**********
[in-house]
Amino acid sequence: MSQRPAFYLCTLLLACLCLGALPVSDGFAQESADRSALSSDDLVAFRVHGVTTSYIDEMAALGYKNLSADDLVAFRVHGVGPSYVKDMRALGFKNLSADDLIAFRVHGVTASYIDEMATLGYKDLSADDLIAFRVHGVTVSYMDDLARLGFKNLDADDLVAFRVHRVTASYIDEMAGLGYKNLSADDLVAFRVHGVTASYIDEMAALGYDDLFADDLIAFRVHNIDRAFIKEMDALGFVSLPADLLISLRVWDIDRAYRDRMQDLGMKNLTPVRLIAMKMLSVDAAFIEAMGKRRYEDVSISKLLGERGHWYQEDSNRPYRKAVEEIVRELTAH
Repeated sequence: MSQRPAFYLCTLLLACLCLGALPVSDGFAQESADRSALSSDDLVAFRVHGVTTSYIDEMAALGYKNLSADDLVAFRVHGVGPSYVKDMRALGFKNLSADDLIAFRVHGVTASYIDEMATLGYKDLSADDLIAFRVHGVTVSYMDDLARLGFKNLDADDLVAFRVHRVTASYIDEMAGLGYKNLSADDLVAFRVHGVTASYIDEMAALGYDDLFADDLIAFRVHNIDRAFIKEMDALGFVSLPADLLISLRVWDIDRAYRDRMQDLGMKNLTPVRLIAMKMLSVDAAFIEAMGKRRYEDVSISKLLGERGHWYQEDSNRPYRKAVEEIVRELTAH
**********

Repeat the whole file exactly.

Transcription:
[in-house]
Amino acid sequence: MSQRPAFYLCTLLLACLCLGALPVSDGFAQESADRSALSSDDLVAFRVHGVTTSYIDEMAALGYKNLSADDLVAFRVHGVGPSYVKDMRALGFKNLSADDLIAFRVHGVTASYIDEMATLGYKDLSADDLIAFRVHGVTVSYMDDLARLGFKNLDADDLVAFRVHRVTASYIDEMAGLGYKNLSADDLVAFRVHGVTASYIDEMAALGYDDLFADDLIAFRVHNIDRAFIKEMDALGFVSLPADLLISLRVWDIDRAYRDRMQDLGMKNLTPVRLIAMKMLSVDAAFIEAMGKRRYEDVSISKLLGERGHWYQEDSNRPYRKAVEEIVRELTAH
Repeated sequence: MSQRPAFYLCTLLLACLCLGALPVSDGFAQESADRSALSSDDLVAFRVHGVTTSYIDEMAALGYKNLSADDLVAFRVHGVGPSYVKDMRALGFKNLSADDLIAFRVHGVTASYIDEMATLGYKDLSADDLIAFRVHGVTVSYMDDLARLGFKNLDADDLVAFRVHRVTASYIDEMAGLGYKNLSADDLVAFRVHGVTASYIDEMAALGYDDLFADDLIAFRVHNIDRAFIKEMDALGFVSLPADLLISLRVWDIDRAYRDRMQDLGMKNLTPVRLIAMKMLSVDAAFIEAMGKRRYEDVSISKLLGERGHWYQEDSNRPYRKAVEEIVRELTAH